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ES2021: Promise.any()

[2019-12-20] dev, javascript, es2021
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The ECMAScript proposal “Promise.any()” (by Mathias Bynens, Kevin Gibbons, and Sergey Rubanov) introduces a new Promise combinator for JavaScript. This blog post explains how it works.

Background information  

The following two sources contain background information that may be useful for understanding this blog post:


This is the type signature of Promise.any():

Promise.any<T>(promises: Iterable<Promise<T>>): Promise<T>

Promise.any() returns a Promise p. How it is settled, depends on the parameter promises (which refers to an iterable over Promises):

  • If and when the first Promise is fulfilled, p is resolved with that Promise.
  • If all Promises are rejected, p is rejected with an instance of AggregateError that contains all rejection values.

This is the type signature of AggregateError (a few members were omitted):

class AggregateError {
  constructor(errors: Iterable<any>, message: string);
  get errors(): Array<any>;
  get message(): string;

The following diagram illustrates how Promise.any() works:

This is what happens if one Promise is fulfilled:

const promises = [
  Promise.reject('ERROR A'),
  Promise.reject('ERROR B'),
  .then((result) => assert.equal(
    result, 'result'

This is what happens if all Promises are rejected:

const promises = [
  Promise.reject('ERROR A'),
  Promise.reject('ERROR B'),
  Promise.reject('ERROR C'),
  .catch((aggregateError) => assert.deepEqual(
    ['ERROR A', 'ERROR B', 'ERROR C']

Promise.any() vs. Promise.all()  

There are two ways in which Promise.any() and Promise.all() can be compared:

  • They are inverses of each other:
    • Promise.all(): First input rejection rejects the result Promise or its fulfillment value is an Array with input fulfillment values.
    • Promise.any(): First input fulfillment fulfills the result Promise or its rejection value is an Array with input rejection values.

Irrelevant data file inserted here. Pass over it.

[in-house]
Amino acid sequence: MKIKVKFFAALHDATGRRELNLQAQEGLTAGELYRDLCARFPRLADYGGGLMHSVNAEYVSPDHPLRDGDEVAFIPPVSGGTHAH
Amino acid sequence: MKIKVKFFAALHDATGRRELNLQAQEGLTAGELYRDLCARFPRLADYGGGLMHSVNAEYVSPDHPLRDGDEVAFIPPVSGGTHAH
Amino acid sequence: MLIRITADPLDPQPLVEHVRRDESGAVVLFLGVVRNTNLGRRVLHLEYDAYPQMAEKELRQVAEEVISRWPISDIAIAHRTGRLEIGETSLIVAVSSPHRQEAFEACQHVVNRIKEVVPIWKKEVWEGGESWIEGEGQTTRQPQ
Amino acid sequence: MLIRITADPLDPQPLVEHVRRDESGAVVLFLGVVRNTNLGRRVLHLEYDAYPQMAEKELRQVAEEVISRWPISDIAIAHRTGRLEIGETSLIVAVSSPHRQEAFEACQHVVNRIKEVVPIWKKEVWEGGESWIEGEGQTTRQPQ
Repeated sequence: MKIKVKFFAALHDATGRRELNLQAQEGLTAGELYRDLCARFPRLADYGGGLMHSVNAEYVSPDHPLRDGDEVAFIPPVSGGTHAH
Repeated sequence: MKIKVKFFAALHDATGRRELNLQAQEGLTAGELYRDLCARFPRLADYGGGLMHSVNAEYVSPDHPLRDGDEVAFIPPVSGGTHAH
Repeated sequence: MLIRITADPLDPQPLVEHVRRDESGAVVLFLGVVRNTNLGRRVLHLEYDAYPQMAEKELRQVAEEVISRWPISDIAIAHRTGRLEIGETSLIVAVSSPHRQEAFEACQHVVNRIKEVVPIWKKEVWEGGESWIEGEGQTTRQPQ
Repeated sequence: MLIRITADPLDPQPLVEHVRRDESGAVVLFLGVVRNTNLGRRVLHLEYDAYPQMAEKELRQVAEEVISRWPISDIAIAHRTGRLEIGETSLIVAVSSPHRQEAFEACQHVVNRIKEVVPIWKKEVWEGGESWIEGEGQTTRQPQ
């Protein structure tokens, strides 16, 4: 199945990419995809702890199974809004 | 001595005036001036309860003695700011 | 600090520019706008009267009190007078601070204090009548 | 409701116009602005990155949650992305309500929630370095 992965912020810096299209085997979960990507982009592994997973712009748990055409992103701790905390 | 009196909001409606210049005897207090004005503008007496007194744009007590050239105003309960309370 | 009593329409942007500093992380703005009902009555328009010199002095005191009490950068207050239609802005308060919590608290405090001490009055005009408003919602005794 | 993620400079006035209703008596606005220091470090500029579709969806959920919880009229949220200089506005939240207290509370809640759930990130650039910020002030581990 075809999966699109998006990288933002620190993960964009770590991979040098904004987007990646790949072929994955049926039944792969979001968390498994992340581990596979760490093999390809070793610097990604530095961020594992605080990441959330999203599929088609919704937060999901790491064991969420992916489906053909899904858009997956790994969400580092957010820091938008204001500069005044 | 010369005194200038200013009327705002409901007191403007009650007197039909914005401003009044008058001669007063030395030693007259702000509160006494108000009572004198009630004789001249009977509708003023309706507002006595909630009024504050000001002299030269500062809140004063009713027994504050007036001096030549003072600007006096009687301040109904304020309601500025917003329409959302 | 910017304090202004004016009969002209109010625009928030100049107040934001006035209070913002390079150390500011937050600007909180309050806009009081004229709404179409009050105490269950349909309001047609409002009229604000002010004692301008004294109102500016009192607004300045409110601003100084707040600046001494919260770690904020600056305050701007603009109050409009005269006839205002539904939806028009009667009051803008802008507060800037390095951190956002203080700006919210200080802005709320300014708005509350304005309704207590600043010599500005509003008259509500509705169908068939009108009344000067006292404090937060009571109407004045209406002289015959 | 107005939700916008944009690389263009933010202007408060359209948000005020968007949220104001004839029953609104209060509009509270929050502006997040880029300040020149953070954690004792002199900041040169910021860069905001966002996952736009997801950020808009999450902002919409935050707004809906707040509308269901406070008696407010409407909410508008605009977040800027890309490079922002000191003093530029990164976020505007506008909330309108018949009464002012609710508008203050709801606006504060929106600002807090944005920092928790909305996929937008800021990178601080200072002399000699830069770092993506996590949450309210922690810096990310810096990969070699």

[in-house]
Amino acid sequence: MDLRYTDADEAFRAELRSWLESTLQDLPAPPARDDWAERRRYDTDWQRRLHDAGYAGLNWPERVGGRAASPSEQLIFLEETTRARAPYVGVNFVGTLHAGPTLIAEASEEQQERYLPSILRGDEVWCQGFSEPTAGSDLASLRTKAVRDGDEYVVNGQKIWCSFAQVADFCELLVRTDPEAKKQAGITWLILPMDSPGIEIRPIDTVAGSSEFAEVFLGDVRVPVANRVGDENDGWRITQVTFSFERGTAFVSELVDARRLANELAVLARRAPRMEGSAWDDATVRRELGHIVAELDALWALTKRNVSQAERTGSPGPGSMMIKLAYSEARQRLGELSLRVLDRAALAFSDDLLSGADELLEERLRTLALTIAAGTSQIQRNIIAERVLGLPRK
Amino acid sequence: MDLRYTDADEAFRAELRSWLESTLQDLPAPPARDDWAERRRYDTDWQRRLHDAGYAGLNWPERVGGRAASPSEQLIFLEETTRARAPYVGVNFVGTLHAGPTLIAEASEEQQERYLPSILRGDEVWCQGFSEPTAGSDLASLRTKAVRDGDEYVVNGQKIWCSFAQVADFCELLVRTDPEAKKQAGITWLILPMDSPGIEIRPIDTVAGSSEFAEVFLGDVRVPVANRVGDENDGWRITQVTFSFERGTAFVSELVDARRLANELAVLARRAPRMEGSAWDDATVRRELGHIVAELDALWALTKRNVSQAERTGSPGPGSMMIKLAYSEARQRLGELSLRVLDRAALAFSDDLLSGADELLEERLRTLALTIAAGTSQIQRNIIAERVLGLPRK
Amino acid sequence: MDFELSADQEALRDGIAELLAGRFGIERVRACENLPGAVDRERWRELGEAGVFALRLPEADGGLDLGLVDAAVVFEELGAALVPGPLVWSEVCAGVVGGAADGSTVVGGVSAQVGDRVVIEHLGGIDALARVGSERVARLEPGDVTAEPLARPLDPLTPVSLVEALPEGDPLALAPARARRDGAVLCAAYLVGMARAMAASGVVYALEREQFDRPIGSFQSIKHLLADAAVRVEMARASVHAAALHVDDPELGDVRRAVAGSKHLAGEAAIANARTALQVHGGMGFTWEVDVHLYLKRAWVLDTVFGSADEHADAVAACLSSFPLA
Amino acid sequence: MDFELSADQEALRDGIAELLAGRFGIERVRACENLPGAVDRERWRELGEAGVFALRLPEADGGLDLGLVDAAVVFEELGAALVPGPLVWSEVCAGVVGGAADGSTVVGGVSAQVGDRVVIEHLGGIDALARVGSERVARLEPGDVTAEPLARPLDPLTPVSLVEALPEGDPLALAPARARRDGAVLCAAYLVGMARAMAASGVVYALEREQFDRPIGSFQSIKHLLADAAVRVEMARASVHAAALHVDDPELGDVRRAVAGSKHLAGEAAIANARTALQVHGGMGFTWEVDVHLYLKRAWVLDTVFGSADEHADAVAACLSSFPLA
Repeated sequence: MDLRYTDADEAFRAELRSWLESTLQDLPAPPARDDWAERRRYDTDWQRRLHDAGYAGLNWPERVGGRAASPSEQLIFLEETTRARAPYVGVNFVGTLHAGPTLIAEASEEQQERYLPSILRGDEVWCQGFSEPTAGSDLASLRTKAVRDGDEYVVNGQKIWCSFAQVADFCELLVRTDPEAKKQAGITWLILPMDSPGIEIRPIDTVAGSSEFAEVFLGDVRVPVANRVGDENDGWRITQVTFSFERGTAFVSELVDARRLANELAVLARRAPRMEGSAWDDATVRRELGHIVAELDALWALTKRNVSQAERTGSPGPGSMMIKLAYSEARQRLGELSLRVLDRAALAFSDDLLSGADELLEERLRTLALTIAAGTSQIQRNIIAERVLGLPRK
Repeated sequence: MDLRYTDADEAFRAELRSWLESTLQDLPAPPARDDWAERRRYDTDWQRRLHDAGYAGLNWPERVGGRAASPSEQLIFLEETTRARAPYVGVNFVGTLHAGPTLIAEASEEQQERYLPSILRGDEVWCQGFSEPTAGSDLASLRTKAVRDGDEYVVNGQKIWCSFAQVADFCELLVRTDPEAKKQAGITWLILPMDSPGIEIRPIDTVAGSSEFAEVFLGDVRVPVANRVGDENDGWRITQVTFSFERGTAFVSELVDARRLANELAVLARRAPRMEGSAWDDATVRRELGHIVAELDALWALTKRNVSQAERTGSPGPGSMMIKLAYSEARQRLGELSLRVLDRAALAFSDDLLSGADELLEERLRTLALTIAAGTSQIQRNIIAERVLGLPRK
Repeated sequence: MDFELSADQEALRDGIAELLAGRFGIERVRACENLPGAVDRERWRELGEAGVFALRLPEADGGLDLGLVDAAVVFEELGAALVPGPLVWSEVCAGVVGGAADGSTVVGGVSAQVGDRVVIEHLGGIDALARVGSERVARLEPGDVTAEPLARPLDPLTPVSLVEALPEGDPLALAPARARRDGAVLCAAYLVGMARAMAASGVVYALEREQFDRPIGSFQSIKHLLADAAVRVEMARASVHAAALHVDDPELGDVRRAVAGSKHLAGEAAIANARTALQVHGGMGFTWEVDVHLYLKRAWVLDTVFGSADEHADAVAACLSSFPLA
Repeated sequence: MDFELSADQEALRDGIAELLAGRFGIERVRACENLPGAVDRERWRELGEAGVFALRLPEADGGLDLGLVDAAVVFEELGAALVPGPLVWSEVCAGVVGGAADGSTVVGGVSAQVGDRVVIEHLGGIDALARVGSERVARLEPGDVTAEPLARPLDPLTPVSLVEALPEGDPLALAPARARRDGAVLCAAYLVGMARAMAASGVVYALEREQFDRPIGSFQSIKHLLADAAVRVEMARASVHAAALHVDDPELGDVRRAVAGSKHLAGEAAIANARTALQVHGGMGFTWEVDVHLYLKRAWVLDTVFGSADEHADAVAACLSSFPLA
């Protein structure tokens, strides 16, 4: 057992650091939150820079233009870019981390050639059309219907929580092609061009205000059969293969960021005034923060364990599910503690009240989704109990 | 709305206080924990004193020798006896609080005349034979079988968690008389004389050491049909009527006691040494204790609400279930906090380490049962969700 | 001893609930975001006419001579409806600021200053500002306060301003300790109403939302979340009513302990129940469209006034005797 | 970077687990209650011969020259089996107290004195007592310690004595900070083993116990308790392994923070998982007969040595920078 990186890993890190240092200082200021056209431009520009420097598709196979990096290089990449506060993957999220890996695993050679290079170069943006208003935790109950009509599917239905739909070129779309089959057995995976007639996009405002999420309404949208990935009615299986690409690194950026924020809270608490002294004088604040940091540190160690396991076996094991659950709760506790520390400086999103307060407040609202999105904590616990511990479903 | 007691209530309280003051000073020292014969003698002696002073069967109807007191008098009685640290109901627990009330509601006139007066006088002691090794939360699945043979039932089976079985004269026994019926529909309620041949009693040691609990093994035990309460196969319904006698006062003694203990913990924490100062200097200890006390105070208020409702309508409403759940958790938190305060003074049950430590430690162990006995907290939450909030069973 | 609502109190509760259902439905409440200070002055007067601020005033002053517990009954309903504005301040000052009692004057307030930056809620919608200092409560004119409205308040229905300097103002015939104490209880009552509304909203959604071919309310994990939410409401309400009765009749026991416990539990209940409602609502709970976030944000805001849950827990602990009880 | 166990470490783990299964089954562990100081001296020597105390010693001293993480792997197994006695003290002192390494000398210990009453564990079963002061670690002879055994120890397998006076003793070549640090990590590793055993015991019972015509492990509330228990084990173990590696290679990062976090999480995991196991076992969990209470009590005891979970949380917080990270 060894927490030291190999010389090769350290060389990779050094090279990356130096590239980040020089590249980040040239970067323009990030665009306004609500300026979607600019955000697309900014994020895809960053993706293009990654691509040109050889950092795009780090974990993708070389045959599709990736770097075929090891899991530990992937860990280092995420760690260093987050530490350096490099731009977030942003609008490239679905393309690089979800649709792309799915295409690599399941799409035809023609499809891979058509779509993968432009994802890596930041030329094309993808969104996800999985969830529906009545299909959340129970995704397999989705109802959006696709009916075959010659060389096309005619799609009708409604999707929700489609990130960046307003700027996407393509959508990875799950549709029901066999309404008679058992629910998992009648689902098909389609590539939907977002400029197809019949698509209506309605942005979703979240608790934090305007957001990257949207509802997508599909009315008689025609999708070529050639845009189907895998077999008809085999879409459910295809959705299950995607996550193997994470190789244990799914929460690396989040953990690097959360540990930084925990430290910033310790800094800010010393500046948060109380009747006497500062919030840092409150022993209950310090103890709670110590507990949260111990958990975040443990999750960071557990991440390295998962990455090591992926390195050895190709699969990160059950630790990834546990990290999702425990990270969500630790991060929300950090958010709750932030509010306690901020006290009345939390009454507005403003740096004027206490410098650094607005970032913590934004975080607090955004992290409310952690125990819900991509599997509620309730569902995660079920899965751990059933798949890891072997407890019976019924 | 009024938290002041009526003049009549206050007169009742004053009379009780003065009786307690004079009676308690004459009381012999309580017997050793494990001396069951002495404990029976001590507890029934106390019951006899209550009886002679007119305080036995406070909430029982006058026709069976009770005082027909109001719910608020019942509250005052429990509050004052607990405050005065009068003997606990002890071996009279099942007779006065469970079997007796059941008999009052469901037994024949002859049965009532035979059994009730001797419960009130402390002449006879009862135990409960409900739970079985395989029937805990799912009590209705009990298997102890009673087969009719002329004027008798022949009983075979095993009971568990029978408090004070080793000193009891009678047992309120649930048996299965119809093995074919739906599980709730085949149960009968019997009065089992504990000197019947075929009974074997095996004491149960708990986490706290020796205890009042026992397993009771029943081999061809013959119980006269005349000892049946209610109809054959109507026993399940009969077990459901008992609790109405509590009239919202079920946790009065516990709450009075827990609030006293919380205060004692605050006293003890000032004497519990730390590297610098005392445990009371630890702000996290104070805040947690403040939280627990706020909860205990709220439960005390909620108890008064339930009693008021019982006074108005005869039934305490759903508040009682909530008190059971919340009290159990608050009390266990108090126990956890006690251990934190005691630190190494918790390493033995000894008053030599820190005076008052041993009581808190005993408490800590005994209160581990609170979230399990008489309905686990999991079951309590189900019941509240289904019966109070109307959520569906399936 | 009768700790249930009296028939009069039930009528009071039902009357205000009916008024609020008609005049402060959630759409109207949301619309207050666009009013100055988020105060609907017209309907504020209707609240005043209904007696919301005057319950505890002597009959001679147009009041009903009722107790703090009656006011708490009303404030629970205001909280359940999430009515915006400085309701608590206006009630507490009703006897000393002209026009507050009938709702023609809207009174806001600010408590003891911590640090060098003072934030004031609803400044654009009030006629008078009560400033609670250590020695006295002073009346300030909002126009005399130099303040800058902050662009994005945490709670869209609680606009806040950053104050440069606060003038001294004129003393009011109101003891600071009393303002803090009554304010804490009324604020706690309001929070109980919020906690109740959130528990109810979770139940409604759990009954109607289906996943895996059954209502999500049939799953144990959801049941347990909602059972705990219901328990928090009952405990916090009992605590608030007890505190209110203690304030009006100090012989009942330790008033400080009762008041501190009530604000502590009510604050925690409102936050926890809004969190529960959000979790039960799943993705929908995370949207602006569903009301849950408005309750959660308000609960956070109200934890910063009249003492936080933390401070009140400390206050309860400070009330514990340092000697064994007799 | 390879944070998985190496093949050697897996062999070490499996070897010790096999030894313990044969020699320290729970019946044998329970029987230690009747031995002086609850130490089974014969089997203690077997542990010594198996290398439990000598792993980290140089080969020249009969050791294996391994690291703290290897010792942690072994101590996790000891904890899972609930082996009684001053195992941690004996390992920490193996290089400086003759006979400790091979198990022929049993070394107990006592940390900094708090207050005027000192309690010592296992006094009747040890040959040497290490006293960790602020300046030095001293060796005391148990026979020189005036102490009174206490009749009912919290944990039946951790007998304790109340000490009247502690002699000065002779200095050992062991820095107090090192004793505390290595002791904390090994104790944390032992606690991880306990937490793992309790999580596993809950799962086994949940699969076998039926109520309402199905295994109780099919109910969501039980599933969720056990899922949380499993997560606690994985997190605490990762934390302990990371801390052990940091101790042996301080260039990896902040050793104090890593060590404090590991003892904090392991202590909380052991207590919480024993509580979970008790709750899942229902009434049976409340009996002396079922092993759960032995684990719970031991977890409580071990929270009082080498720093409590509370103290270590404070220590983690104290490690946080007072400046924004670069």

• The have different focuses:
    • Promise.all() is interested in all fulfillments. The opposite case (at least one rejection) leads to a rejection.
    • Promise.any() is interested in the first fulfillment. The opposite case (only rejections) leads to a rejection.

Promise.any() vs. Promise.race()  

Promise.any() and Promise.race() are also related, but interested in different things:

  • Promise.race() is interested in settlements. The Promise which is settled first, “wins”. In other words: We want to know about the asynchronous computation that terminates first.
  • Promise.any() is interested in fulfillments. The Promise which is fulfilled first, “wins”. In other words: We want to know about the asynchronous computation that succeeds first.

The main – relatively rare – use case for .race() is timing out Promises. The use cases for .any() are broader. We’ll look at them next.

Use cases for Promise.any()  

We use Promise.any() if we have multiple asynchronous computations and we are only interested in the first successful one. In a way, we let the computations compete with each other and use whichever one is fastest.

The following code demonstrates what that looks like when downloading resources:

const resource = await Promise.any([
    .then(response => response.text()),
    .then(response => response.text()),

We can use the same pattern to use whichever module downloads more quickly:

const lodash = await Promise.any([

For comparison, this is the code we’d use if the secondary server is only a fallback – in case the primary server fails:

let lodash;
try {
  lodash = await import('');
} catch {
  lodash = await import('');

How would we implement Promise.any()?  

A simple implementation of Promise.any() is basically a mirror version of an implementation of Promise.all(). Check out the code in the blog post on Promise combinators for more information.

Support for Promise.any()